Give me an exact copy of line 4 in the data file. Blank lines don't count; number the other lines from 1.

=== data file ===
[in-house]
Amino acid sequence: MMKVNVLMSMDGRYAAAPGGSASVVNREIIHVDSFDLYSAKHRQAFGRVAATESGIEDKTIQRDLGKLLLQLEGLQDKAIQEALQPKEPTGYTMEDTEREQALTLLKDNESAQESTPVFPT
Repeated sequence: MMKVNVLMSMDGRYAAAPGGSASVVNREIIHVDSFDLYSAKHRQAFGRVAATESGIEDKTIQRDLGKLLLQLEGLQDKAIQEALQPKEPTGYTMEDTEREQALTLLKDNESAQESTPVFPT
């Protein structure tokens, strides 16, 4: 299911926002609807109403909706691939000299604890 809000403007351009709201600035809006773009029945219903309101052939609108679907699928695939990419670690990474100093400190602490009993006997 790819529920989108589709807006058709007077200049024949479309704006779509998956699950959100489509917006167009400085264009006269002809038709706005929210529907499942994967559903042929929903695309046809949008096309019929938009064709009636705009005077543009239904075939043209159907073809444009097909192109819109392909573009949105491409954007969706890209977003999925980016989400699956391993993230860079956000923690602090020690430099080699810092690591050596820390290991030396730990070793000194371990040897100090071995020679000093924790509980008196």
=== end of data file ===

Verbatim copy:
């Protein structure tokens, strides 16, 4: 299911926002609807109403909706691939000299604890 809000403007351009709201600035809006773009029945219903309101052939609108679907699928695939990419670690990474100093400190602490009993006997 790819529920989108589709807006058709007077200049024949479309704006779509998956699950959100489509917006167009400085264009006269002809038709706005929210529907499942994967559903042929929903695309046809949008096309019929938009064709009636705009005077543009239904075939043209159907073809444009097909192109819109392909573009949105491409954007969706890209977003999925980016989400699956391993993230860079956000923690602090020690430099080699810092690591050596820390290991030396730990070793000194371990040897100090071995020679000093924790509980008196």